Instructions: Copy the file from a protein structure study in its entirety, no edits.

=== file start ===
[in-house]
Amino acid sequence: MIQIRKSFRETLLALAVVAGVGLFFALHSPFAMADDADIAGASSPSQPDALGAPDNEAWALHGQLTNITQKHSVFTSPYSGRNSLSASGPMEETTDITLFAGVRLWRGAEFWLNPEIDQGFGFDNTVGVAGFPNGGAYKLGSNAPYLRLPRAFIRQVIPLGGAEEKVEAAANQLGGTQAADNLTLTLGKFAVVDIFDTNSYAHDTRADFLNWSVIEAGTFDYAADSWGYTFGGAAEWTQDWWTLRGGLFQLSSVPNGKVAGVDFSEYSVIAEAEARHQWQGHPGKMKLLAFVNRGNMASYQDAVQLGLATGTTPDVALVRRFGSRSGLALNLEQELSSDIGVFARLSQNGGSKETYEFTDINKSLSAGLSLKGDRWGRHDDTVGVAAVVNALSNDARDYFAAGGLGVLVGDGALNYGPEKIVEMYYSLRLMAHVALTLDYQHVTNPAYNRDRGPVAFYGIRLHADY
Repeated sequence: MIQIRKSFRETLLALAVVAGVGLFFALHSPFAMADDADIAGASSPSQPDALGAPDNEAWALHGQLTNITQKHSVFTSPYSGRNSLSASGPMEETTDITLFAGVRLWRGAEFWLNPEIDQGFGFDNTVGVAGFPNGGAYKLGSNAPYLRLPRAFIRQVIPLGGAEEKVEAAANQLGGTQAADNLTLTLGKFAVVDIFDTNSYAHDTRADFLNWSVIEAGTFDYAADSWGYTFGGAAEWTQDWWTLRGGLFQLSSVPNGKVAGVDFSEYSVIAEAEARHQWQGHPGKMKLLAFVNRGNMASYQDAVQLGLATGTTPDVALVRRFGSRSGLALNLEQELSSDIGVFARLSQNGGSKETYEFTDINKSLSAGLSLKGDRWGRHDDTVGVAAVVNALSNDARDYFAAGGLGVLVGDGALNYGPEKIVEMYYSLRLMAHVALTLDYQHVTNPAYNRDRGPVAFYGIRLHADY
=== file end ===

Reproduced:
[in-house]
Amino acid sequence: MIQIRKSFRETLLALAVVAGVGLFFALHSPFAMADDADIAGASSPSQPDALGAPDNEAWALHGQLTNITQKHSVFTSPYSGRNSLSASGPMEETTDITLFAGVRLWRGAEFWLNPEIDQGFGFDNTVGVAGFPNGGAYKLGSNAPYLRLPRAFIRQVIPLGGAEEKVEAAANQLGGTQAADNLTLTLGKFAVVDIFDTNSYAHDTRADFLNWSVIEAGTFDYAADSWGYTFGGAAEWTQDWWTLRGGLFQLSSVPNGKVAGVDFSEYSVIAEAEARHQWQGHPGKMKLLAFVNRGNMASYQDAVQLGLATGTTPDVALVRRFGSRSGLALNLEQELSSDIGVFARLSQNGGSKETYEFTDINKSLSAGLSLKGDRWGRHDDTVGVAAVVNALSNDARDYFAAGGLGVLVGDGALNYGPEKIVEMYYSLRLMAHVALTLDYQHVTNPAYNRDRGPVAFYGIRLHADY
Repeated sequence: MIQIRKSFRETLLALAVVAGVGLFFALHSPFAMADDADIAGASSPSQPDALGAPDNEAWALHGQLTNITQKHSVFTSPYSGRNSLSASGPMEETTDITLFAGVRLWRGAEFWLNPEIDQGFGFDNTVGVAGFPNGGAYKLGSNAPYLRLPRAFIRQVIPLGGAEEKVEAAANQLGGTQAADNLTLTLGKFAVVDIFDTNSYAHDTRADFLNWSVIEAGTFDYAADSWGYTFGGAAEWTQDWWTLRGGLFQLSSVPNGKVAGVDFSEYSVIAEAEARHQWQGHPGKMKLLAFVNRGNMASYQDAVQLGLATGTTPDVALVRRFGSRSGLALNLEQELSSDIGVFARLSQNGGSKETYEFTDINKSLSAGLSLKGDRWGRHDDTVGVAAVVNALSNDARDYFAAGGLGVLVGDGALNYGPEKIVEMYYSLRLMAHVALTLDYQHVTNPAYNRDRGPVAFYGIRLHADY